Some of GrayStreet’s most ambitious projects have not come to be. In the late 2010s, the firm drew up plans for a $560 million master-planned development named Broadway East on 14 acres of land it had purchased from the San Antonio Independent School District across Broadway from the Pearl. The pandemic had a “dramatic effect” on the project, leading the firm’s capital partner to pull out, Covey said last year. In August, the firm sold the land to locally-based Fulcrum Development.
Another plan to build a 20-story W Hotel on lower Broadway faltered due to difficulties raising capital and the Covid pandemic, Covey said. As of last year, the project was on hold, he said.
“Generally I would say we do sell real estate when we have completed something… but sometimes plans change,” he told the Heron last year.
[ Related: Pandemic derails GrayStreet Partner’s plans for Broadway East, delays W Hotel | Feb. 7, 2021 ]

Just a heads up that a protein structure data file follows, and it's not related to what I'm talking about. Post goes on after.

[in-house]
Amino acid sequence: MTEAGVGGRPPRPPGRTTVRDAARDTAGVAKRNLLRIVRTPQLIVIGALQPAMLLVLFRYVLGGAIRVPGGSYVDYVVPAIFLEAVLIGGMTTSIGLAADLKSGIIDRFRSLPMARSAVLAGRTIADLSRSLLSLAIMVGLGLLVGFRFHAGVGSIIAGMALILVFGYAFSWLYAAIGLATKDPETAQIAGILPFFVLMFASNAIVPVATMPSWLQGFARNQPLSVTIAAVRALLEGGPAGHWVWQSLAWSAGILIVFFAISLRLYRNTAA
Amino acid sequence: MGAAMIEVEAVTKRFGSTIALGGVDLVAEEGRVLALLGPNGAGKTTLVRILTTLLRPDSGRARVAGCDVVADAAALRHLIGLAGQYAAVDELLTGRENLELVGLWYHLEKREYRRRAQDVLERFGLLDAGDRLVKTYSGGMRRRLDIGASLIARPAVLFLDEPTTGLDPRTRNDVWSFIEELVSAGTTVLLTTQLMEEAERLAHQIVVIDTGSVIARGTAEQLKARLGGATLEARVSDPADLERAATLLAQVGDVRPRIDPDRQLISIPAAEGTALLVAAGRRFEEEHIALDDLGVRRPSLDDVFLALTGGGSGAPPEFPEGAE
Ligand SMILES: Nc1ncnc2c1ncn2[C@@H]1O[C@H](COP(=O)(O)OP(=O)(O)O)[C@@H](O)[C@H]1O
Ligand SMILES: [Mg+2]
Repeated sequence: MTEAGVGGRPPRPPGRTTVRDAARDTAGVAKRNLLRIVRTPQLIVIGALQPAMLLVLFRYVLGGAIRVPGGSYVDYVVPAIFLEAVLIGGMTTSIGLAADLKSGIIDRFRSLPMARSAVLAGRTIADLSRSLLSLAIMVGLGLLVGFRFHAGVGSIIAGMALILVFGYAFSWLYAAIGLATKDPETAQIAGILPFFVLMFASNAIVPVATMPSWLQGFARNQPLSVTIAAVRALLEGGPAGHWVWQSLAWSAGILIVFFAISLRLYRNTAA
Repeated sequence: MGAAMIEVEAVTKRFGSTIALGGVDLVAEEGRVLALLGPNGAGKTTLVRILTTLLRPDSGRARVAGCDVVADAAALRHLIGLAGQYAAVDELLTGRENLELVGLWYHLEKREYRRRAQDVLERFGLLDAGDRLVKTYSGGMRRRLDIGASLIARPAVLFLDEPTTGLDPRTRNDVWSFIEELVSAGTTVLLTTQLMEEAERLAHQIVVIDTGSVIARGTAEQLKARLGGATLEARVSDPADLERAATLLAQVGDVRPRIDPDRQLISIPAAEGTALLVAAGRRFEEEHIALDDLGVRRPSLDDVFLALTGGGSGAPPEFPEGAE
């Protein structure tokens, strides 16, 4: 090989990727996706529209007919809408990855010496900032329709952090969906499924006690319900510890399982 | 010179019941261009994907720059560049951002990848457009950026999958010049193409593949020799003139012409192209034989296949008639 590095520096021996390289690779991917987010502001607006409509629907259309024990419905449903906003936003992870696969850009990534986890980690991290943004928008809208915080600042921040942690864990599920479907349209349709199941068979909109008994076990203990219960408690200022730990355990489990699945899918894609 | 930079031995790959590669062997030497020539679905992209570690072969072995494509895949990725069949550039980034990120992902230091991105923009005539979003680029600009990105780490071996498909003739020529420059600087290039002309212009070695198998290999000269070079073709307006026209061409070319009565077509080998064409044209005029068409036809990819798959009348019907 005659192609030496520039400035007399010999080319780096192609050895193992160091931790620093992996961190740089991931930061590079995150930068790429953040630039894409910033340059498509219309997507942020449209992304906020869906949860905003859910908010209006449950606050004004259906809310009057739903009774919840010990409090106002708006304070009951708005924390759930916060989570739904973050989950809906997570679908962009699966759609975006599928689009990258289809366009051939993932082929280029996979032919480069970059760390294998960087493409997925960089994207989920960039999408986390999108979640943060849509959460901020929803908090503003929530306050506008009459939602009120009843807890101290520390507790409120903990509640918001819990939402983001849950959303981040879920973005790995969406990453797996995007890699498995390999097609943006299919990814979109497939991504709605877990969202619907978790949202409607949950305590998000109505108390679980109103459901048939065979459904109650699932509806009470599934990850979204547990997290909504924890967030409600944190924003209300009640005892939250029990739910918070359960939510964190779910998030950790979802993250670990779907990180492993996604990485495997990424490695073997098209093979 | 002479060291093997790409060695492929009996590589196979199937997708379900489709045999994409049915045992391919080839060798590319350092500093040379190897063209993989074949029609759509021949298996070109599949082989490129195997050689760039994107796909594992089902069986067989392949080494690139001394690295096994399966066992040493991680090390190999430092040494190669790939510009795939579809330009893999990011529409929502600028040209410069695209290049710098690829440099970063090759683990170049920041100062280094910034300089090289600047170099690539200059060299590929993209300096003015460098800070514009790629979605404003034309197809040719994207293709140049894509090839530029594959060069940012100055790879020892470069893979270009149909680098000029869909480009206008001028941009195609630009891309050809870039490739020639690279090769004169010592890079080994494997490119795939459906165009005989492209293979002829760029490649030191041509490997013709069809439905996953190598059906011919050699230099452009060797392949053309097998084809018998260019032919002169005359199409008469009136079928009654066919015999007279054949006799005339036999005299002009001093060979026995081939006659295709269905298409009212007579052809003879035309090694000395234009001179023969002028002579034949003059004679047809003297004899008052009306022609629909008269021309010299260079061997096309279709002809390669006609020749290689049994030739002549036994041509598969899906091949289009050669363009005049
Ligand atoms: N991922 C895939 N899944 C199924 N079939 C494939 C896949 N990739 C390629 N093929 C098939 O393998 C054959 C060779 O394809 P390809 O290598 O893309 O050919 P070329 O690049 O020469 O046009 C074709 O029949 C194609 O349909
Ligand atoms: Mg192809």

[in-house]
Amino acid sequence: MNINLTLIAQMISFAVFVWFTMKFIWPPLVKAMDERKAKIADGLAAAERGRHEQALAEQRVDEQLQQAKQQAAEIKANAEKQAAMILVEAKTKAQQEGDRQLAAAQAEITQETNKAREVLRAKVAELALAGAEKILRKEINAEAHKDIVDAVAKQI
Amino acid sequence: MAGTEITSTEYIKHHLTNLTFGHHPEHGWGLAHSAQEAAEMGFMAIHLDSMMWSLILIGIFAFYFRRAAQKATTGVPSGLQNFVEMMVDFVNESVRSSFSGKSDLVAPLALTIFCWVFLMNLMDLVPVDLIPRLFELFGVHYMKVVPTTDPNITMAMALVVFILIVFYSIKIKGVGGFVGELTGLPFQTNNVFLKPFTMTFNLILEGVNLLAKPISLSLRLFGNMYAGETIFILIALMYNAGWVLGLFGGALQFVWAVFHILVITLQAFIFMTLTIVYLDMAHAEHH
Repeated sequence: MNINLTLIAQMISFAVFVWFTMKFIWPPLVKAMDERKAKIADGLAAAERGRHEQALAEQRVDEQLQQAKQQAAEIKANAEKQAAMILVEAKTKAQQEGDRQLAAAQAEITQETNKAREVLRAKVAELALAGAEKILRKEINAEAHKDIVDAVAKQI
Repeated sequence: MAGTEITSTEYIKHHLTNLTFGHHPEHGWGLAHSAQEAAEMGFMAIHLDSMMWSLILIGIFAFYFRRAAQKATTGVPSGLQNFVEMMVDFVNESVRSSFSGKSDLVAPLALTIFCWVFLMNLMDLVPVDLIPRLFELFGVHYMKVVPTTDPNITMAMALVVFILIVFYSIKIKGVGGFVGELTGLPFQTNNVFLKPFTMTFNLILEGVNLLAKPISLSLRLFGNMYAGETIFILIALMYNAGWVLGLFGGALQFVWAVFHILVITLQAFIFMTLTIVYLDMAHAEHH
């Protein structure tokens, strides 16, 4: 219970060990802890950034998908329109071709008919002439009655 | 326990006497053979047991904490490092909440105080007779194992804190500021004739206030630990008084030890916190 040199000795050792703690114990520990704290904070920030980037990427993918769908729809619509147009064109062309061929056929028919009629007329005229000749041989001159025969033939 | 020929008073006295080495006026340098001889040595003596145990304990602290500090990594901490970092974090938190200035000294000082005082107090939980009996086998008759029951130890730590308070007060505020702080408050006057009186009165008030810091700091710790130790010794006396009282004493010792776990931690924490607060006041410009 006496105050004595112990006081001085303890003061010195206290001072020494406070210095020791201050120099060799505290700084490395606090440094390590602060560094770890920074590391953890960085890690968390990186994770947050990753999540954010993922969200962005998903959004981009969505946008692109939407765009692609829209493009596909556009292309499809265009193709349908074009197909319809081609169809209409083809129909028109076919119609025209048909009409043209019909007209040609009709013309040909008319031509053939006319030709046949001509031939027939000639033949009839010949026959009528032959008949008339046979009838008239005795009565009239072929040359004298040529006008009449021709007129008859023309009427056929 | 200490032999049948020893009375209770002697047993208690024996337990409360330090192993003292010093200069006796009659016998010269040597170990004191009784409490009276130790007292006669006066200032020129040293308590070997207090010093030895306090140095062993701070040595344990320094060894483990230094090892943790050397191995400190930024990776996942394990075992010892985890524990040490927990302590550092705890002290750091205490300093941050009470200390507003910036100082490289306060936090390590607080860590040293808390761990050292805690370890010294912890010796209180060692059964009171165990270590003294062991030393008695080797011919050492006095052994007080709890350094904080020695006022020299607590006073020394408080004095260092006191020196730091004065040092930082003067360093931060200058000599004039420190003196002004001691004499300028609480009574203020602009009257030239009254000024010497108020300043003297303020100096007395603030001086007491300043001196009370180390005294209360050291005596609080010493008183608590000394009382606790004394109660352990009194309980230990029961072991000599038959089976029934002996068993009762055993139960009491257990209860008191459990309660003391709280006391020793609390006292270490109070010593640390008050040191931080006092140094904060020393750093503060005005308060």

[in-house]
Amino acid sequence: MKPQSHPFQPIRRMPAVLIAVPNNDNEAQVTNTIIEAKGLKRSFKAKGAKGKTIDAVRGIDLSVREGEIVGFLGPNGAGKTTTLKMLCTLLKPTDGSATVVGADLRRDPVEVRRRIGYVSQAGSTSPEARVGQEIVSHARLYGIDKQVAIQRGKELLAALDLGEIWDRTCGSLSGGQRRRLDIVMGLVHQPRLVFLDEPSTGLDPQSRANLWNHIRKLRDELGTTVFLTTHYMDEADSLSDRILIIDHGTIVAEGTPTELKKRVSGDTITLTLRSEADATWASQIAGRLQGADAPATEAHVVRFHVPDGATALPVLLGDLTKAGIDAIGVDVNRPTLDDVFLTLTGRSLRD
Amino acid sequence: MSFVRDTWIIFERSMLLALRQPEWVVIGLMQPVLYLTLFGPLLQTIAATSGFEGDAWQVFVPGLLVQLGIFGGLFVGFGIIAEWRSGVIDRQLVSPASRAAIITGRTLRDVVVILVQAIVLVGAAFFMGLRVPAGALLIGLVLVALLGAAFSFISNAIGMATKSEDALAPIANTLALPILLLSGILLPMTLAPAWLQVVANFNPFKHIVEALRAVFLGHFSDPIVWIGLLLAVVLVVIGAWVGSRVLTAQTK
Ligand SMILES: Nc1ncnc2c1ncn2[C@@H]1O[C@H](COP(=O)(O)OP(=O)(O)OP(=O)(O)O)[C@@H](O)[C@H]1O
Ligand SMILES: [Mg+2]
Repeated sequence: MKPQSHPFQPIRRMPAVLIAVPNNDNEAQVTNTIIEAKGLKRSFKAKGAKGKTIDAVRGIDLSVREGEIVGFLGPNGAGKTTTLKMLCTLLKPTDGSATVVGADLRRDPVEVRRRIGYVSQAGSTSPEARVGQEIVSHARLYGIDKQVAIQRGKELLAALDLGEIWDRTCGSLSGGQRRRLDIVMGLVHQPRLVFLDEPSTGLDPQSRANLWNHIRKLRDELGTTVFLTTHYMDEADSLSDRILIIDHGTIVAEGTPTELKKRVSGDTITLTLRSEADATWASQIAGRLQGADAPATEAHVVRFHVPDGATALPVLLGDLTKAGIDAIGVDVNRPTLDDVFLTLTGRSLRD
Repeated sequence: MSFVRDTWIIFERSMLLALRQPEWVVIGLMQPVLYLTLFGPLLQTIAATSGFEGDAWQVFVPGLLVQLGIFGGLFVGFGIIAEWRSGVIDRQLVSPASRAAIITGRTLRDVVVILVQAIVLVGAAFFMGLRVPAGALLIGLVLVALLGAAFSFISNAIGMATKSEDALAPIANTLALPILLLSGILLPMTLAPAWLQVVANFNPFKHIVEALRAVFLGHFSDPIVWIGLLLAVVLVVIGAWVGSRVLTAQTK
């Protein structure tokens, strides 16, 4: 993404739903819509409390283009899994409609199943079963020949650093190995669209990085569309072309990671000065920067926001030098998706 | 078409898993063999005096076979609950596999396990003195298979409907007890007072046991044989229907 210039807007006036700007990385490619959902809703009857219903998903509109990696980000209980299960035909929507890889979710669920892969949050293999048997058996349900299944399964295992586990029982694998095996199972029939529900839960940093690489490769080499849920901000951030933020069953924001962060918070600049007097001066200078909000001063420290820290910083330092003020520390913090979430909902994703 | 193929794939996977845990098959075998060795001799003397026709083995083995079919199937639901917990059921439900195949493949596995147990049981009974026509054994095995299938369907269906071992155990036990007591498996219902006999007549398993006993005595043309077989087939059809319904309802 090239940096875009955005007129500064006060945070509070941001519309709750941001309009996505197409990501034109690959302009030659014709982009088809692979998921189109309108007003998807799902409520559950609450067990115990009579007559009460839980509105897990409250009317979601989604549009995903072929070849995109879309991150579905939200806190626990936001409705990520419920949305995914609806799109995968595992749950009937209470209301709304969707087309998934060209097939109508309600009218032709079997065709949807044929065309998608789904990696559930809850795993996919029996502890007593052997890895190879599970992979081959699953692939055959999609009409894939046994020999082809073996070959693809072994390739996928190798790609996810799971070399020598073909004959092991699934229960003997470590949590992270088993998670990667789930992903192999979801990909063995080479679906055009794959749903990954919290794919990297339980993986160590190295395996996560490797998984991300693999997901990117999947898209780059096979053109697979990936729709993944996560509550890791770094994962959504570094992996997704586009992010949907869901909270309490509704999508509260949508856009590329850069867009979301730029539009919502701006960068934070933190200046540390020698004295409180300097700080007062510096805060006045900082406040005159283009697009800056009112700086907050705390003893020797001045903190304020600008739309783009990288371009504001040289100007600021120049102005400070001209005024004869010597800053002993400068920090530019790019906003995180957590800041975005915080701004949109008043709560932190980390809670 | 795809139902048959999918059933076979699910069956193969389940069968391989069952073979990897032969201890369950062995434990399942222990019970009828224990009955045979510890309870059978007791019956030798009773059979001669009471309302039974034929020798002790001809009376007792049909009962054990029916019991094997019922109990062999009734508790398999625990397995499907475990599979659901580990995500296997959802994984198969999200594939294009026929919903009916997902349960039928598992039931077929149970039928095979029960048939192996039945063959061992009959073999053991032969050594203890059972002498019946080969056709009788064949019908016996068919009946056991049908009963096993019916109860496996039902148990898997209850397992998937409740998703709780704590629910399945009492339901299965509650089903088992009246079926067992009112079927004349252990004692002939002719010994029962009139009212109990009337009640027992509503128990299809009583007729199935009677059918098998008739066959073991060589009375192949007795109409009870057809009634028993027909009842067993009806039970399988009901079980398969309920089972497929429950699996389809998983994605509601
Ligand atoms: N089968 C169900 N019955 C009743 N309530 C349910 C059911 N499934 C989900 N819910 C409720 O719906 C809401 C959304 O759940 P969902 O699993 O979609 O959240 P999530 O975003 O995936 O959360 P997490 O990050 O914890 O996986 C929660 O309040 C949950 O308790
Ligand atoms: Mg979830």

The firm is now partnering with Midway, a development firm from Houston that specializes in projects done on a massive scale, to rehabilitate the former Lone Star Brewery at an estimated cost of $596 million. In May, City Council passed a $24 million incentive package to help it along.
Meanwhile, GrayStreet continues to buy new property: Earlier this month, it purchased a one-acre parking lot across the street from the Tower Life building from CPS Energy for $5.6 million.
“We do continue to believe in the urban core as a market to invest in and help forward,” Covey told the Heron. “We have been acquiring other projects and don’t plan on stopping.”
From our archive:
» Work begins on Houston Street food hall | Sept. 19, 2018
» Design firm Gensler settles into Houston Street, WeWork on the way | May 15, 2019
Richard Webner is a freelance journalist covering Austin and San Antonio, and a former San Antonio Express-News business reporter. Follow him at @RWebner on Twitter